A single Buffalo mother packed her two young children into her car and went out in the middle of the night to get medicine for her infant son.
But when she stopped at a friend's house about 3 a.m. Saturday to get money to pay for the medicine, a car thief jumped into her vehicle and drove off with her children.
"I screamed to my friend Ed, 'Get me a phone,' but Ed came out of his house and pushed me out of the way and started chasing my car," said Vanessa Plew.
Unable to stop the car, the mother and her friend called 911 and reported the kidnapping at 3:12.
Twenty-five minutes later, the police radio crackled to life with good news. Ferry-Fillmore District Officers Brendan Kiefer and James Kaska had recovered the car and two unharmed, sleeping children in the back seat after spotting a man abandoning the car on the first block of Wyoming Avenue.
Marlon Clay, 31, of Nevada Avenue, was charged with kidnapping, reckless endangerment, unlawful imprisonment and car theft.
"I was still standing in front of my friend's house, giving a lieutenant information, when we got the news. I felt like I was in something that was surreal," Plew said later Saturday.
Police whisked Plew and her friend to Wyoming Avenue, where she was reunited with her children, Nathaniel, 10 months, and Alexandra, 5.
Kiefer and Kaska continued investigating and determined that Clay had stolen a 1989 Cadillac earlier in the night from Cheektowaga and was apparently in search of a newer car, authorities said.
Driving down Parkridge Avenue, Clay spotted Plew's car, a 2001 black Pontiac Sunfire, parked with the engine running in her friend's driveway and decided to steal it, police said.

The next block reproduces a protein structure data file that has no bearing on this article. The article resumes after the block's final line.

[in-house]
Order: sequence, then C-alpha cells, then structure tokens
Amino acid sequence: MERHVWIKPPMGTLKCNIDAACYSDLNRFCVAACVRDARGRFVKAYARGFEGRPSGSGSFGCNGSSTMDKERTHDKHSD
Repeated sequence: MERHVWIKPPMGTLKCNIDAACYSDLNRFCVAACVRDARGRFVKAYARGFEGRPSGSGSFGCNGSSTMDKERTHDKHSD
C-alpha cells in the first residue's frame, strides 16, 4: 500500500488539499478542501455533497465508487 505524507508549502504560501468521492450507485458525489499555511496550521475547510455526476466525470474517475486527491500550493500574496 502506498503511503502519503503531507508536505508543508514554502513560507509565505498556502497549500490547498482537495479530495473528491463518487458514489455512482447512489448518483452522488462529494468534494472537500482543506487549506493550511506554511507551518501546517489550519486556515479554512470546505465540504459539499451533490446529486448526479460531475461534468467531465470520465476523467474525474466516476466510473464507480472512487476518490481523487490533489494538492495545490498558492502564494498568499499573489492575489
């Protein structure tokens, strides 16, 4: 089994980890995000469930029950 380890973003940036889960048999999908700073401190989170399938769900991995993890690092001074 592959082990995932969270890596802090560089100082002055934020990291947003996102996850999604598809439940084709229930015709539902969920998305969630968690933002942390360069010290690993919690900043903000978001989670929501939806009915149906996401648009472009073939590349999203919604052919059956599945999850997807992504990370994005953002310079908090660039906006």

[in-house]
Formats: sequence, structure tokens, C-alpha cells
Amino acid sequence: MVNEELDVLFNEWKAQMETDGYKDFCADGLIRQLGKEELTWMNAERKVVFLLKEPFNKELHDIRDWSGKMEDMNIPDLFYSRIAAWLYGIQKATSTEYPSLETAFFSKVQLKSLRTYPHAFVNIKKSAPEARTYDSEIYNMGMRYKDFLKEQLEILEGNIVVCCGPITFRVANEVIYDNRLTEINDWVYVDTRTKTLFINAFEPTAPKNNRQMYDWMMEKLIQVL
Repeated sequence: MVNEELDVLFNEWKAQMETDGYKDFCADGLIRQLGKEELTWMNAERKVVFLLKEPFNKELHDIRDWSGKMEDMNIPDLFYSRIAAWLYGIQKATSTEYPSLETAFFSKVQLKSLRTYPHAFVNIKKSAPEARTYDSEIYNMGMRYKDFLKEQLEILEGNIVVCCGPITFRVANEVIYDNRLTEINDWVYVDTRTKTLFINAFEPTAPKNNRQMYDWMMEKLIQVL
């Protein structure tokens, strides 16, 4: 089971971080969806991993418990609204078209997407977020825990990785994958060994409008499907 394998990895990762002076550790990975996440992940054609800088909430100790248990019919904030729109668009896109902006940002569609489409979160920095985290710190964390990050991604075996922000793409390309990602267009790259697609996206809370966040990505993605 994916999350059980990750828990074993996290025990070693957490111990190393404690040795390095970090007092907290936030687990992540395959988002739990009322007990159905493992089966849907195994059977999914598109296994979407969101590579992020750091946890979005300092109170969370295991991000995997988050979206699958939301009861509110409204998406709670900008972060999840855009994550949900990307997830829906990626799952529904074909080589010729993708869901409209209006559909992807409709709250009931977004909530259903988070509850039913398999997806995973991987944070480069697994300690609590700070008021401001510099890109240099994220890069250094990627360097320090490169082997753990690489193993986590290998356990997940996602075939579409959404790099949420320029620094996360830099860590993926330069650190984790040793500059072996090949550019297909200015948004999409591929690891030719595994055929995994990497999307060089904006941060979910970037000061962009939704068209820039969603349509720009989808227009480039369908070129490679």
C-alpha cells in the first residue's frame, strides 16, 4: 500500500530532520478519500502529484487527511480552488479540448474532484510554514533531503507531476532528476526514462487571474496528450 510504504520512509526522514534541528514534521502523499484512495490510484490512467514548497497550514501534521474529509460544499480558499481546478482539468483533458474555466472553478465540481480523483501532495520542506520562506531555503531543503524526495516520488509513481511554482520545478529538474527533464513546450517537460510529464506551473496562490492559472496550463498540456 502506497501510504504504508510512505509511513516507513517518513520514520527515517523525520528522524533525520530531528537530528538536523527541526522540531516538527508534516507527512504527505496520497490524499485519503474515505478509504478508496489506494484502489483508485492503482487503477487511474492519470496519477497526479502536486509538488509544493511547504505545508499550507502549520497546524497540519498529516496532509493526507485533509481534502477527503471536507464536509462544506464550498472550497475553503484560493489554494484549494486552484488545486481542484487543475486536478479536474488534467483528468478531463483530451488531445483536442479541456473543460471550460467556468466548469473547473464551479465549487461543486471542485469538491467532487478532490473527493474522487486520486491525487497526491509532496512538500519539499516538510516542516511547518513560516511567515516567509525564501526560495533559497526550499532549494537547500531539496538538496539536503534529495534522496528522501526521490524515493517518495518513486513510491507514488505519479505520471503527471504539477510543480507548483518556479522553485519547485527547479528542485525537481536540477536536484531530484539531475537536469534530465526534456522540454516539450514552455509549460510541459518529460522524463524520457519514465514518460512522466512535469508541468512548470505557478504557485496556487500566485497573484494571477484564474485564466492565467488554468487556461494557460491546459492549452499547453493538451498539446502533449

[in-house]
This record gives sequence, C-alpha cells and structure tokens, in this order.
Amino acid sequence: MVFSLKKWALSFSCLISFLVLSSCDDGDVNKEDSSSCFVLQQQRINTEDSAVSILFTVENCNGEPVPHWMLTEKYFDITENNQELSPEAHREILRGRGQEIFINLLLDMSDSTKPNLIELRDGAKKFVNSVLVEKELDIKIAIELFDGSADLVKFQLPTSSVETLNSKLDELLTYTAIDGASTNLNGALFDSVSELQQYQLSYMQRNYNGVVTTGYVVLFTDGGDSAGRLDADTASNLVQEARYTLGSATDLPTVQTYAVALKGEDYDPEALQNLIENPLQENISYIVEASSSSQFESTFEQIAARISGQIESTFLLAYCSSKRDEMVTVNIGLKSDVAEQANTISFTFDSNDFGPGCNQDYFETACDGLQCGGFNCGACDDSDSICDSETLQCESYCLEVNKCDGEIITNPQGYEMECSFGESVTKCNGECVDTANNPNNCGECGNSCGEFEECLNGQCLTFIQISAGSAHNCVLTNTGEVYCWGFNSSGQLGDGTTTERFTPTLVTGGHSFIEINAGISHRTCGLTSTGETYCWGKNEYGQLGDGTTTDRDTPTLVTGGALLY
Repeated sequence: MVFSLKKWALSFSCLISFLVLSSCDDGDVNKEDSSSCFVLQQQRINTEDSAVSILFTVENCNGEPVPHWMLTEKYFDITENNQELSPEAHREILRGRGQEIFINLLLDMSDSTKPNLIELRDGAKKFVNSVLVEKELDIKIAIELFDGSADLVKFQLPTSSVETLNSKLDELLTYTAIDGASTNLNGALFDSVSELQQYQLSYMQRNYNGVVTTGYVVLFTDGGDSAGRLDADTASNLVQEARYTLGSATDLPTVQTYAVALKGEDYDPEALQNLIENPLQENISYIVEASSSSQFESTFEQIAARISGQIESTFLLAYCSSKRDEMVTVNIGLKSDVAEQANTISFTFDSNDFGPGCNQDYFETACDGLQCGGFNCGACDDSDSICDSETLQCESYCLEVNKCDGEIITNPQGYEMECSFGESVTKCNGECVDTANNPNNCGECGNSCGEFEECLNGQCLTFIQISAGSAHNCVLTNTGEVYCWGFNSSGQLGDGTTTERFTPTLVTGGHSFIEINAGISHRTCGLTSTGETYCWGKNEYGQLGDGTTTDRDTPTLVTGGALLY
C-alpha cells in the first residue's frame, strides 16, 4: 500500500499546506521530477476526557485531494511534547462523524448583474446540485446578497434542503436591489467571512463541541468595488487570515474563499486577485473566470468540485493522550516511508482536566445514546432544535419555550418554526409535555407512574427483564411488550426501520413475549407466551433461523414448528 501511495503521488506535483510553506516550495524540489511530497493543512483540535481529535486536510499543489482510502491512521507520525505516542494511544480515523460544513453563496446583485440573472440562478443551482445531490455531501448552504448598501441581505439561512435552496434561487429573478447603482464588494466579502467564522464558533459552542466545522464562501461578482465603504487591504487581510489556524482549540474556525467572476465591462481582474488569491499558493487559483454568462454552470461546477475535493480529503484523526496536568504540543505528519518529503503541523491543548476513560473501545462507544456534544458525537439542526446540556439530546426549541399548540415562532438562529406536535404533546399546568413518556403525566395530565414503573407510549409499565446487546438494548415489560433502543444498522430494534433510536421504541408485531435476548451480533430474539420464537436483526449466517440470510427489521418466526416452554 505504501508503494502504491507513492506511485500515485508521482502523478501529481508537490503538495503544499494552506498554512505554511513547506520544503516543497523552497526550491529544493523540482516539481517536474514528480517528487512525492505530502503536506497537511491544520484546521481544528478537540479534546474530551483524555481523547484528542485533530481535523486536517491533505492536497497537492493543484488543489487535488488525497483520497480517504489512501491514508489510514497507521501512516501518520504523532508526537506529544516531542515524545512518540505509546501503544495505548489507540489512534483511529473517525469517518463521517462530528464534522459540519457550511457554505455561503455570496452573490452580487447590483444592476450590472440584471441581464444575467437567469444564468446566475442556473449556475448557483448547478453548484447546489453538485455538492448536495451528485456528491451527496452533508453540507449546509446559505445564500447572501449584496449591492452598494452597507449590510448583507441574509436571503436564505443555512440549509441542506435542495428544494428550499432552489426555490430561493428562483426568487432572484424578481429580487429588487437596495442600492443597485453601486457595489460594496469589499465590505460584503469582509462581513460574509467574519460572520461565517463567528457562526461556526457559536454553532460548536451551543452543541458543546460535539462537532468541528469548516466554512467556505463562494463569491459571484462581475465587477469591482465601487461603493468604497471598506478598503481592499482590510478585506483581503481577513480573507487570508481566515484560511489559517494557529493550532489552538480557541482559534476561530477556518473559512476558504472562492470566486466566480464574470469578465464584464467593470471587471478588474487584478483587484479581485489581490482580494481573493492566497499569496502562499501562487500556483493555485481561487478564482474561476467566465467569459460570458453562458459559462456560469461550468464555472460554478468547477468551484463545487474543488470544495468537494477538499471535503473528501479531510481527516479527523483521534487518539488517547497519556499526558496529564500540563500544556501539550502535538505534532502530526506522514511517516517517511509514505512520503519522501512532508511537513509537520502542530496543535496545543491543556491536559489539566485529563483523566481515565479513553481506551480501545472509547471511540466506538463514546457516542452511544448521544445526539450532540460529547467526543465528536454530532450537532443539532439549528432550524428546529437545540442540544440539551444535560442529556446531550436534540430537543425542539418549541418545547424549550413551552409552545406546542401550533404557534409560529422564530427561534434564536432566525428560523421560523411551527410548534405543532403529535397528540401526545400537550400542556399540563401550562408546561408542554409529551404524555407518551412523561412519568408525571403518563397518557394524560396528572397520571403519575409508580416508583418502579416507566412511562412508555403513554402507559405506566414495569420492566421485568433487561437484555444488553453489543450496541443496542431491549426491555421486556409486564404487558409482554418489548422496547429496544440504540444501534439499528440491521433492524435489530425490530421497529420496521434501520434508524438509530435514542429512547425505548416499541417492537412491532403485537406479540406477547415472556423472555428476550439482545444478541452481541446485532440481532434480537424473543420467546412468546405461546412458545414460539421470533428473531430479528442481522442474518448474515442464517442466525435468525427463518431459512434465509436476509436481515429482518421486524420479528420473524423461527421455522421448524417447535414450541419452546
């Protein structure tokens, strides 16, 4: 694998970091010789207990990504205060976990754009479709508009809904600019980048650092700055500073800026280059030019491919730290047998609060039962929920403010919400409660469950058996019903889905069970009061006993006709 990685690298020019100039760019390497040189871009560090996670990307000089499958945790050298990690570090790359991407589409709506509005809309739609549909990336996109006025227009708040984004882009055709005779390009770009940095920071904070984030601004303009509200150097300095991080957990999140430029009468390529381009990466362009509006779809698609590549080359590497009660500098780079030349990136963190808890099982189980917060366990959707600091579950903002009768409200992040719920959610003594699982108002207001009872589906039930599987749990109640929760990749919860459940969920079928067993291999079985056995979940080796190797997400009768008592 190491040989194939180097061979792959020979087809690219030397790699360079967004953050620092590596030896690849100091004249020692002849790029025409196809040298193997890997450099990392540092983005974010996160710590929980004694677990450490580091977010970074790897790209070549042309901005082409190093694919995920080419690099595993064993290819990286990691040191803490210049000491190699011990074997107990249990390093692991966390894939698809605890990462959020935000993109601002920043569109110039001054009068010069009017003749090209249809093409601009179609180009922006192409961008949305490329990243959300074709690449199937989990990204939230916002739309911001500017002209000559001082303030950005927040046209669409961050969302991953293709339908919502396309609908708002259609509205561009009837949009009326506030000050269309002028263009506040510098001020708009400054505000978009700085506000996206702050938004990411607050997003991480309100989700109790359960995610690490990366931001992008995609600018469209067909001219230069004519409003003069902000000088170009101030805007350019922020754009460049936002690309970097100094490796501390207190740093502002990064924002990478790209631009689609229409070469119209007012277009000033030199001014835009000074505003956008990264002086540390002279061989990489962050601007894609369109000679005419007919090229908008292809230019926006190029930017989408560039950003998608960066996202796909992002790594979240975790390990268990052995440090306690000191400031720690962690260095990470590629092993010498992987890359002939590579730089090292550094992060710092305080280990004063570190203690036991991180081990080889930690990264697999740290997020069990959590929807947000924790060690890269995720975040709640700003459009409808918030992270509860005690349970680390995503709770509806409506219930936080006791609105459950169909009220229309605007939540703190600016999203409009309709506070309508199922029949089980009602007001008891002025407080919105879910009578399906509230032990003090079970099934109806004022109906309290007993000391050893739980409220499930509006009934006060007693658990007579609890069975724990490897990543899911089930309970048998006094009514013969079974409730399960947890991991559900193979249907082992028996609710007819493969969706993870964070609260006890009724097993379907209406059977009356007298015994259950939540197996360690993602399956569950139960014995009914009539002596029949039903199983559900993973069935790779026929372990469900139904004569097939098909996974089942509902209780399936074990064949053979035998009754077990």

The officers, according to police reports, are certain that at some point Clay became aware that the children were in the back seat, because the vehicle was ransacked.
When they arrested Clay, they found Plew's house keys and cellular phone in his possession, police said.
Plew said that, before bundling the children up to go out and get the medicine, she had gone outside her home on the Buffalo-Cheektowaga border, near Genesee Street, and started the car to warm it.
"I had been at Children's Hospital all day Friday with my son and had forgotten to go to a friend's house to pick up Tylenol. I'm a single mother, and I'm always broke," she said.
It wasn't until Nathaniel awoke late at night, while she was on the phone talking to her friend, that she realized she was without the medicine.
"Ed said to come over and he would give me the money. I work as a repossession agent, but I only get paid every two weeks. So I went over and parked in Ed's driveway and ran up to the door.
"The car was less than seven feet from me. I didn't want to turn it off because my son was sick. I wanted to keep the heat on," Plew said, adding that she did not feel comfortable calling her relatives in the middle of the night to run out and get the medicine for her.
While she was separated from her children, Plew said, she couldn't stop worrying over whether the driver had opened a car window.
"It was bad enough that my son was kidnapped, but he's also sick, and I didn't want the cold coming in on him," she said.
When police took her to the car, Plew said, the door windows were closed, but the thief had opened the sunroof.
The night ended with a stop at an all-night supermarket, where Plew and her friend purchased the medicine.
But it was the diligent police work, Plew said, that provided the saving medicine of the night.
"I was impressed with the police response time and how efficiently and professionally they handled the situation and resolved it," she said.